Author: David Allen Batchelor
Is Star Trek really a science show, or just a lot of "gee, whiz" nonsensical
Sci-Fi? Could people really DO the fantastic things they do on the original Star Trek and
Next Generation programs, or is it all just hi-tech fantasy for people who can't face
reality? Will the real world come to resemble the world of unlimited power for people to
travel about the Galaxy in luxurious, gigantic ships, and meet exotic alien
beings as equals?
Well, as for the science in Star Trek, Gene Roddenberry and the writers of the show
have started with science we know and s-t-r-e-t-c-h-e-d it to fit a framework of amazing
inventions that support action-filled and entertaining stories. Roddenberry knew some
actual basic astronomy. He knew that space ships unable to go faster than light would take
decades to reach the stars, and that would be too boring for a one-hour show per week. So
he put warp drives into the show — propulsion by distorting the
space-time continuum that Einstein conceived. With warp drive the ships could reach far
stars in hours or days, and the stories would fit human epic adventures, not stretch out
for lifetimes. Roddenberry tried to keep the stars realistically far, yet imagine human
beings with the power to reach them. Roddenberry and other writers added magic like the
transporter and medical miracles and the
holodeck, but they put these in as equipment, as powerful tools built
by human engineers in a future of human progress. They uplifted our vision of what might
be possible, and that's one reason the shows have been so popular.
The writers of the show are not scientists, so they do sometimes get science details
wrong. For instance, there was a show in which Dr. Crus her and Mr. LaForge were forced to
let all of the air escape from the part of the ship they were in, so that a fire would be
extinguished. The doctor recommended holding one's breath to maintain consciousness as
long as possible in the vacuum, until the air was restored. But as underwater scuba divers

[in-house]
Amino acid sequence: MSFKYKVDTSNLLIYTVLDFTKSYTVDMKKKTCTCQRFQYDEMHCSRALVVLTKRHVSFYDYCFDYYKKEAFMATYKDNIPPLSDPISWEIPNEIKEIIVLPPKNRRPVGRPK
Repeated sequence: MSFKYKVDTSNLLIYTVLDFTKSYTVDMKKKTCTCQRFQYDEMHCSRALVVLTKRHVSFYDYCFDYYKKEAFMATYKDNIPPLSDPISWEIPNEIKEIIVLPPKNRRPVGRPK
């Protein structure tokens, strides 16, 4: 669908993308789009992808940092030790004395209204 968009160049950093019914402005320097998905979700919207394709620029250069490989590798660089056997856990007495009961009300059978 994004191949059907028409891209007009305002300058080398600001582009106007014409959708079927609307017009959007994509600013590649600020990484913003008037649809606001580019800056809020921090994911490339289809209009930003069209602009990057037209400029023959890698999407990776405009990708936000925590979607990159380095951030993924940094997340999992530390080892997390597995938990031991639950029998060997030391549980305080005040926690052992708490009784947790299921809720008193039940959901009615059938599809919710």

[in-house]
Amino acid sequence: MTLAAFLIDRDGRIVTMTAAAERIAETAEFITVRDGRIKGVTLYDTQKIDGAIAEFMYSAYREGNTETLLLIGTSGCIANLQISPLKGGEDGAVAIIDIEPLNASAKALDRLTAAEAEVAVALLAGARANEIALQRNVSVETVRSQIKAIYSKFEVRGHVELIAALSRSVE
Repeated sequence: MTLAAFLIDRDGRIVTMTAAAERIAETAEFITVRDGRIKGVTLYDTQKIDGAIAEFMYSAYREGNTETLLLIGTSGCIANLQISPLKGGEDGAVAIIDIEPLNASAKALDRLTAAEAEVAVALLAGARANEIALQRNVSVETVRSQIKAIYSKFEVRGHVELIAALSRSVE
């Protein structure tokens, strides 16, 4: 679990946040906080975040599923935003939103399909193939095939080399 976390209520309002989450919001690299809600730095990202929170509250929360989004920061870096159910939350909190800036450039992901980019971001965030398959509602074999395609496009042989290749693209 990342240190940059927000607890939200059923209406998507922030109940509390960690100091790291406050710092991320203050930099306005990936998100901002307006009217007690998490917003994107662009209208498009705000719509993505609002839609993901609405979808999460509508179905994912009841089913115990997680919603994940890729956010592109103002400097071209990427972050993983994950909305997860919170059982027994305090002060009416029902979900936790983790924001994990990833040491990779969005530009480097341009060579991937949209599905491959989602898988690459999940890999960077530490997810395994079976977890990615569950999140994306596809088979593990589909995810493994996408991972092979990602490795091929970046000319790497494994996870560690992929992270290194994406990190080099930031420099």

know, the lungs would rupture and very likely kill anyone who held his breath during such
a large decompression. The lungs can't take that much pressure, so people can only survive
in a vacuum if they DON'T try to hold their breath.
I could name other similar mistakes. I'm a physicist, and many of my colleagues watch
Star Trek. A few of them imagine some hypothetical, perfectly accurate science fiction TV
series, and discredit Star Trek because of some list of science errors or impossible
events in particular episodes. This is unfair. They will watch Shakespeare without a
complaint, and his plays wouldn't pass the same rigorous test. Accurate science is seldom
exciting and spectacular enough to base a weekly adventure TV show upon. Generally Star
Trek is pretty intelligently written and more faithful to science than any other science
fiction series ever shown on television. Star Trek also attracts and excites generations
of viewers about advanced science and engineering, and it's almost the only show that
depicts scientists and engineers positively, as role models. So let's forgive the show for
an occasional misconception in the service of an epic adventure.
So, what are the features of Star Trek that a person interested in science can enjoy
without guilt, and what features rightly tick off those persnickety critics? Well, many of
the star systems mentioned on the show, such as Wolf 359, really do exist. Usually,
though, the writers just make them up! There have also been some beautiful special effects
pictures of binary stars and solar flares which were astronomically accurate and
instructive. The best accuracy and worst stumbles can be found among the features of the
show that have becom e constant through all of the episodes. Here's a list of the standard
Star Trek features, roughly in order of increasing scientific incredibility:
- The Ships Computer
- Matter-Antimatter Power Generation
- Impulse Engines
- Alien Beings
- Sensors & Tricorders
- Deflector Shields, Tractor Beams & Artificial Gravity
- Subspace Communications
- Healing Rays
- Universal Language Translator
- Warp Interstellar Drive
- Wormhole Interstellar Travel & Time Travel
Most of the things it does are within the plausible realm of artificial intelligence
that computer scientists anticipate. We have auto-pilot functions and navigational systems
today, and these are the most used functions of the Enterprise computer. Our computers
even approach the ability to interpret spoken orders that the Enterprise computer has. In
400 more years — the time when Star Trek: The Next Generation is set — it is reasonable
to expect many of the abilities of this computer to really be achieved.
This is one of the best scientific features of Star Trek. The mixing of matter and
antimatter is almost certainly the most efficient kind of power source that a starship
could use, and the way it's described is reasonably correct — the antimatter (frozen